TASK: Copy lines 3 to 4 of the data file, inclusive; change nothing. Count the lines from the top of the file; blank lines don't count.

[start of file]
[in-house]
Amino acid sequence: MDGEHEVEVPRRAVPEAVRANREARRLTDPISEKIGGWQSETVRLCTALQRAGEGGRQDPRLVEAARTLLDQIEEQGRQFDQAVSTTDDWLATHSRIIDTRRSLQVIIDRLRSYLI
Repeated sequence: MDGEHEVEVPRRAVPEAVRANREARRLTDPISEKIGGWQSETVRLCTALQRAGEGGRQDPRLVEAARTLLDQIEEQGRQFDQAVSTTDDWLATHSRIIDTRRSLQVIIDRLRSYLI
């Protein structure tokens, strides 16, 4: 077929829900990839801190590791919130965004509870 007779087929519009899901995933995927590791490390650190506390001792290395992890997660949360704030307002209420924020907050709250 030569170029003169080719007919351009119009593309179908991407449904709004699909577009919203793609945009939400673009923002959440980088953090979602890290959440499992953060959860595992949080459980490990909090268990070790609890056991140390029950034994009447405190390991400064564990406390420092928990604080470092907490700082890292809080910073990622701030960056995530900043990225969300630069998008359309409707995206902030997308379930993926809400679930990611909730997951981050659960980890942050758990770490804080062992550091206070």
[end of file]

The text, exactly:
Repeated sequence: MDGEHEVEVPRRAVPEAVRANREARRLTDPISEKIGGWQSETVRLCTALQRAGEGGRQDPRLVEAARTLLDQIEEQGRQFDQAVSTTDDWLATHSRIIDTRRSLQVIIDRLRSYLI
């Protein structure tokens, strides 16, 4: 077929829900990839801190590791919130965004509870 007779087929519009899901995933995927590791490390650190506390001792290395992890997660949360704030307002209420924020907050709250 030569170029003169080719007919351009119009593309179908991407449904709004699909577009919203793609945009939400673009923002959440980088953090979602890290959440499992953060959860595992949080459980490990909090268990070790609890056991140390029950034994009447405190390991400064564990406390420092928990604080470092907490700082890292809080910073990622701030960056995530900043990225969300630069998008359309409707995206902030997308379930993926809400679930990611909730997951981050659960980890942050758990770490804080062992550091206070």